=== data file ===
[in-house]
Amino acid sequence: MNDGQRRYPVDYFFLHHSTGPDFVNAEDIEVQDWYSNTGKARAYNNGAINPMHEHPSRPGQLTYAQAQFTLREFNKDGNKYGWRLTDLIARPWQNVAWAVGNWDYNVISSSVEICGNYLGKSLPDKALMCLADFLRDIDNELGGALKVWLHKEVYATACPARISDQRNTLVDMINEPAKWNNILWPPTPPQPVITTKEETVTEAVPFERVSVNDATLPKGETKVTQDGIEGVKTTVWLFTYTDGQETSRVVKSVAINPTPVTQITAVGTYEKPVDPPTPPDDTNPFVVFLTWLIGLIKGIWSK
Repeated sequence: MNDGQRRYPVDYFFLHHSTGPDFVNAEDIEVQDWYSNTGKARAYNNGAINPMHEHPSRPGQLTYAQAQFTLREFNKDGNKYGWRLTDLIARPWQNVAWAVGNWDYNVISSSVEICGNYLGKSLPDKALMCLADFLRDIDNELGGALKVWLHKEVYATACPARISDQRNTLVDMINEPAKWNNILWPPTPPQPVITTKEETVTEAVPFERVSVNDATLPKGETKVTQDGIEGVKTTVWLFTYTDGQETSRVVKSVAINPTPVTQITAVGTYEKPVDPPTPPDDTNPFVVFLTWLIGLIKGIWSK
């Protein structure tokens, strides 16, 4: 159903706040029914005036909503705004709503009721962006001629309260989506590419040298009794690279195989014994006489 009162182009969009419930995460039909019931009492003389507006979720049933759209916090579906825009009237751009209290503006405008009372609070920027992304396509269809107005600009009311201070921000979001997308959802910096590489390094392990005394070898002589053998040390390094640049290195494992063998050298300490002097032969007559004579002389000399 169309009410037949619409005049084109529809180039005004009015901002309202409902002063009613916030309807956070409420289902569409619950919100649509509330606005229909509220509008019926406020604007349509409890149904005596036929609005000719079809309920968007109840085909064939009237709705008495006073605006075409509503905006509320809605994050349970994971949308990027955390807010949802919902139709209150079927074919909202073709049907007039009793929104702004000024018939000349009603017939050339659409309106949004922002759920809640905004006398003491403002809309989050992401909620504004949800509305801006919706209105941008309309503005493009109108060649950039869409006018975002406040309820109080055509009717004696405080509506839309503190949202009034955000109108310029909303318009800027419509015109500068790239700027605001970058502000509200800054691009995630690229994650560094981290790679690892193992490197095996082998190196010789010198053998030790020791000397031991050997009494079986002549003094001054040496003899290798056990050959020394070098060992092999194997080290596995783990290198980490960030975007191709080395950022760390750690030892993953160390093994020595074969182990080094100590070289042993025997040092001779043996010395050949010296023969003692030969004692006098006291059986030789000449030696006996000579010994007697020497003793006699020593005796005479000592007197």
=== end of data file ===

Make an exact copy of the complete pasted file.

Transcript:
[in-house]
Amino acid sequence: MNDGQRRYPVDYFFLHHSTGPDFVNAEDIEVQDWYSNTGKARAYNNGAINPMHEHPSRPGQLTYAQAQFTLREFNKDGNKYGWRLTDLIARPWQNVAWAVGNWDYNVISSSVEICGNYLGKSLPDKALMCLADFLRDIDNELGGALKVWLHKEVYATACPARISDQRNTLVDMINEPAKWNNILWPPTPPQPVITTKEETVTEAVPFERVSVNDATLPKGETKVTQDGIEGVKTTVWLFTYTDGQETSRVVKSVAINPTPVTQITAVGTYEKPVDPPTPPDDTNPFVVFLTWLIGLIKGIWSK
Repeated sequence: MNDGQRRYPVDYFFLHHSTGPDFVNAEDIEVQDWYSNTGKARAYNNGAINPMHEHPSRPGQLTYAQAQFTLREFNKDGNKYGWRLTDLIARPWQNVAWAVGNWDYNVISSSVEICGNYLGKSLPDKALMCLADFLRDIDNELGGALKVWLHKEVYATACPARISDQRNTLVDMINEPAKWNNILWPPTPPQPVITTKEETVTEAVPFERVSVNDATLPKGETKVTQDGIEGVKTTVWLFTYTDGQETSRVVKSVAINPTPVTQITAVGTYEKPVDPPTPPDDTNPFVVFLTWLIGLIKGIWSK
């Protein structure tokens, strides 16, 4: 159903706040029914005036909503705004709503009721962006001629309260989506590419040298009794690279195989014994006489 009162182009969009419930995460039909019931009492003389507006979720049933759209916090579906825009009237751009209290503006405008009372609070920027992304396509269809107005600009009311201070921000979001997308959802910096590489390094392990005394070898002589053998040390390094640049290195494992063998050298300490002097032969007559004579002389000399 169309009410037949619409005049084109529809180039005004009015901002309202409902002063009613916030309807956070409420289902569409619950919100649509509330606005229909509220509008019926406020604007349509409890149904005596036929609005000719079809309920968007109840085909064939009237709705008495006073605006075409509503905006509320809605994050349970994971949308990027955390807010949802919902139709209150079927074919909202073709049907007039009793929104702004000024018939000349009603017939050339659409309106949004922002759920809640905004006398003491403002809309989050992401909620504004949800509305801006919706209105941008309309503005493009109108060649950039869409006018975002406040309820109080055509009717004696405080509506839309503190949202009034955000109108310029909303318009800027419509015109500068790239700027605001970058502000509200800054691009995630690229994650560094981290790679690892193992490197095996082998190196010789010198053998030790020791000397031991050997009494079986002549003094001054040496003899290798056990050959020394070098060992092999194997080290596995783990290198980490960030975007191709080395950022760390750690030892993953160390093994020595074969182990080094100590070289042993025997040092001779043996010395050949010296023969003692030969004692006098006291059986030789000449030696006996000579010994007697020497003793006699020593005796005479000592007197």